BY BRANDON BROCK | “So… do you think we should get married?” my boyfriend casually asked during dinner at our favorite restaurant in Astoria.
I replied that our relationship was of course heading toward marriage. One day. After all, we had already moved in together and bought a puppy, Mr. Humphries.
“Would your mother be on board?” I pondered aloud between bites of my chicken cutlet. “Should we wait until we’ve been together for more than two years?”
In typical fashion, I moved our table chatter toward another random topic until that subject was too exhausted to continue. The talking slowed to a trickle as we sat together at our table, taking a bite of salad, a sip of wine, in momentary silence.
The next time you’re in a crowded restaurant, you might well notice at least one couple that has reached this point in their relationship. Lulled into that easy, comfortable intimacy that only time can bring, the two can begin to take each other for granted. Gone are the days when their relationship was new and fiery — hot and fast like a boiling pot of water. The silent couple has exhausted the quick talk of two people who are becoming acquainted with each other. They know each other well, and the heat has reduced to a comfortable simmer — though, to be sure, one capable of bringing out more succulent, complex flavors.
“So, you don’t want to get married then?” Alex cautiously asked in an uncharacteristic return to our previous topic.
Alex had just proposed to me, and I hadn’t noticed.
The proposal was quintessentially Alex— fully thought out, methodical, and with no grand gestures. My boyfriend and I are remarkably similar to the fictional couple of Mitchell and Cameron from TV’s “Modern Family.” Alex and Mitchell are both lovable, smart attorneys with a penchant for deliberate speech and pragmatism. Much like Cameron, I romanticize things, I’m more emotional, and I take a lot of pride in the right amount of paisley in my wardrobe.
“Yes, baby. Let’s get married,” I said with a smile at what I now understood was Alex’s proposal. And with that, we were engaged.
Alex and I met on an online dating site. After chatting back and forth for a couple of weeks, we finally met for a drink near Madison Square Park. He had just the right amount of flirt, humor, interest, and curiosity about the world to make me ask for a second date.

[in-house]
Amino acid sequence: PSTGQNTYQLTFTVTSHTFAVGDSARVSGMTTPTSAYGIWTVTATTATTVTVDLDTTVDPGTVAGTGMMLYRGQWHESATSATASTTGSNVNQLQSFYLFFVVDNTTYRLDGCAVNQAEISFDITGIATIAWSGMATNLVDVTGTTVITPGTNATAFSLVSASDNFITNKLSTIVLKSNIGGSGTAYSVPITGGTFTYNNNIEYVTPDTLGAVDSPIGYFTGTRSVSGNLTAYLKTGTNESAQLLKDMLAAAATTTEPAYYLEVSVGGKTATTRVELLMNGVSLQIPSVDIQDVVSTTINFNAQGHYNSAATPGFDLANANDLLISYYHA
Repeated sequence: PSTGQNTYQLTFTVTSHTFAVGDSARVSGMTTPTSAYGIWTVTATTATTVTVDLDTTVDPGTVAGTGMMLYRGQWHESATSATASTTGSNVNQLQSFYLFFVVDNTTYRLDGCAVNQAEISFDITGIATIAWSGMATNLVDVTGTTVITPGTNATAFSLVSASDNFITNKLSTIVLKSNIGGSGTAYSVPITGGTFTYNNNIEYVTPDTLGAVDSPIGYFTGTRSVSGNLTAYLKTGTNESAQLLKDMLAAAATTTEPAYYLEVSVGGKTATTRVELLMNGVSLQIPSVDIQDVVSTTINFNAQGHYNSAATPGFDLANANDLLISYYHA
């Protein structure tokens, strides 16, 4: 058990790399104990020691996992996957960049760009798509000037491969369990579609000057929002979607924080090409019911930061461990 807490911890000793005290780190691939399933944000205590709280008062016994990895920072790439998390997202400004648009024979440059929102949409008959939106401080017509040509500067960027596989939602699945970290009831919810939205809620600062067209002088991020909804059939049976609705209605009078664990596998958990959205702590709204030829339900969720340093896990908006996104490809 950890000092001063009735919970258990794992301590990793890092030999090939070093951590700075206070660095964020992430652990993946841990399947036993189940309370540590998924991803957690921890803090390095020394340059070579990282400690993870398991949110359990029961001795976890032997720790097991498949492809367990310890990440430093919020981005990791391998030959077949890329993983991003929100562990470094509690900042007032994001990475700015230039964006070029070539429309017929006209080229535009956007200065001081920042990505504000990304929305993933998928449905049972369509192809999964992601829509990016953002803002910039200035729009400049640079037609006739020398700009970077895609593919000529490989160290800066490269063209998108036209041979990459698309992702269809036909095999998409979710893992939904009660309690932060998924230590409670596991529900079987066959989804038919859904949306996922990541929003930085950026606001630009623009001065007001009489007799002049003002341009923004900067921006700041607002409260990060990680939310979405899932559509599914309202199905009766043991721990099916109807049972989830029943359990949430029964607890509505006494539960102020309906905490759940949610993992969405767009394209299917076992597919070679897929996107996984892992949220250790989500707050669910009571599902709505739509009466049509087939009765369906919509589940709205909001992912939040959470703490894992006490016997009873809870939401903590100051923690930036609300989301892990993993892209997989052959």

The only free night on his calendar was the following Tuesday. I was busy meeting with Western Queens for Marriage Equality, a grassroots organization that formed to lobby Astoria’s state senator to support New York’s marriage equality bill. I suggested that Alex join me at the meeting in Astoria, and, to my surprise, he agreed.
The meeting was longer than I expected, and I began to worry I had ruined my potential relationship with Alex by dragging him into the dirty world of Queens politics. Luckily for me, Alex would later admit that my passion for marriage equality made him ask for a third date.
Most couples are engaged for well over a year before they get married. We want to wait until we can legally marry in New York State. But how long should we — and other same-sex couples — wait?
Several friends have suggested that waiting for marriage might be a bad idea. “Take a train to Hartford or Boston, get married, and have a ceremony in New York when it’s legal here.” “Do it for the legal rights today.” After all, an out-of-state marriage would be recognized within New York State.
If we wait, should we go to the New York City Marriage Bureau and register as domestic partners? Our relationship would be recognized by our city, and we would gain access to a number of important rights as a result.
But this is the same office that offers quick civil marriages for any straight couple with the proper forms and identification cards. And I can think of few things as insulting as checking off the metaphorical “same-sex” box on our application and being forced to stand in the domestic partner line. Marriage is literally cordoned off from same-sex couples. It would be a blatant reminder of our inequality. There would be no cause for celebrating our relationship.